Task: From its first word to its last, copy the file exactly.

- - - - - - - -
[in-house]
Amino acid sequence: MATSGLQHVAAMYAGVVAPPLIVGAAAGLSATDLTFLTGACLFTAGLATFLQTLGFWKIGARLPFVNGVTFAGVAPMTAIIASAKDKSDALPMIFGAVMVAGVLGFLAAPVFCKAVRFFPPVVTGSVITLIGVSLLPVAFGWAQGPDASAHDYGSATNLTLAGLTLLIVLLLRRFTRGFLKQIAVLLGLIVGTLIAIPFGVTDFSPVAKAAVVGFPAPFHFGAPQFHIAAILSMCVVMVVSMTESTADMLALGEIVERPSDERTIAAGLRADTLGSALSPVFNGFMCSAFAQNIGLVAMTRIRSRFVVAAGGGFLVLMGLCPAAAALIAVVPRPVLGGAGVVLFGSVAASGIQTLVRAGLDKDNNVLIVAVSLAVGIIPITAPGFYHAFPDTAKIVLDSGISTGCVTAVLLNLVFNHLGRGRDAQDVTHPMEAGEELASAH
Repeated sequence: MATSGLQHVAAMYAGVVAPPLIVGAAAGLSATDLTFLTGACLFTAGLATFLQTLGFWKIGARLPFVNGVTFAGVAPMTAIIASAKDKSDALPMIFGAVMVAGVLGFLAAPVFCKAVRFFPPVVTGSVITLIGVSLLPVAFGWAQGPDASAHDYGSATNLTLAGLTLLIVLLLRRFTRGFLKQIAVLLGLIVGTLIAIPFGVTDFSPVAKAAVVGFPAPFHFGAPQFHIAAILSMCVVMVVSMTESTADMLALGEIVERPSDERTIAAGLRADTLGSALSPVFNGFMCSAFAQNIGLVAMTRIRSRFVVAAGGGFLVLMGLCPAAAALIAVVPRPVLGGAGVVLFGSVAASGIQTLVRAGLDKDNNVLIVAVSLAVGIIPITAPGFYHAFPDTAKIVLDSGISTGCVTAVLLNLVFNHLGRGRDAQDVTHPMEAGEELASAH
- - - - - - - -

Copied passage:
[in-house]
Amino acid sequence: MATSGLQHVAAMYAGVVAPPLIVGAAAGLSATDLTFLTGACLFTAGLATFLQTLGFWKIGARLPFVNGVTFAGVAPMTAIIASAKDKSDALPMIFGAVMVAGVLGFLAAPVFCKAVRFFPPVVTGSVITLIGVSLLPVAFGWAQGPDASAHDYGSATNLTLAGLTLLIVLLLRRFTRGFLKQIAVLLGLIVGTLIAIPFGVTDFSPVAKAAVVGFPAPFHFGAPQFHIAAILSMCVVMVVSMTESTADMLALGEIVERPSDERTIAAGLRADTLGSALSPVFNGFMCSAFAQNIGLVAMTRIRSRFVVAAGGGFLVLMGLCPAAAALIAVVPRPVLGGAGVVLFGSVAASGIQTLVRAGLDKDNNVLIVAVSLAVGIIPITAPGFYHAFPDTAKIVLDSGISTGCVTAVLLNLVFNHLGRGRDAQDVTHPMEAGEELASAH
Repeated sequence: MATSGLQHVAAMYAGVVAPPLIVGAAAGLSATDLTFLTGACLFTAGLATFLQTLGFWKIGARLPFVNGVTFAGVAPMTAIIASAKDKSDALPMIFGAVMVAGVLGFLAAPVFCKAVRFFPPVVTGSVITLIGVSLLPVAFGWAQGPDASAHDYGSATNLTLAGLTLLIVLLLRRFTRGFLKQIAVLLGLIVGTLIAIPFGVTDFSPVAKAAVVGFPAPFHFGAPQFHIAAILSMCVVMVVSMTESTADMLALGEIVERPSDERTIAAGLRADTLGSALSPVFNGFMCSAFAQNIGLVAMTRIRSRFVVAAGGGFLVLMGLCPAAAALIAVVPRPVLGGAGVVLFGSVAASGIQTLVRAGLDKDNNVLIVAVSLAVGIIPITAPGFYHAFPDTAKIVLDSGISTGCVTAVLLNLVFNHLGRGRDAQDVTHPMEAGEELASAH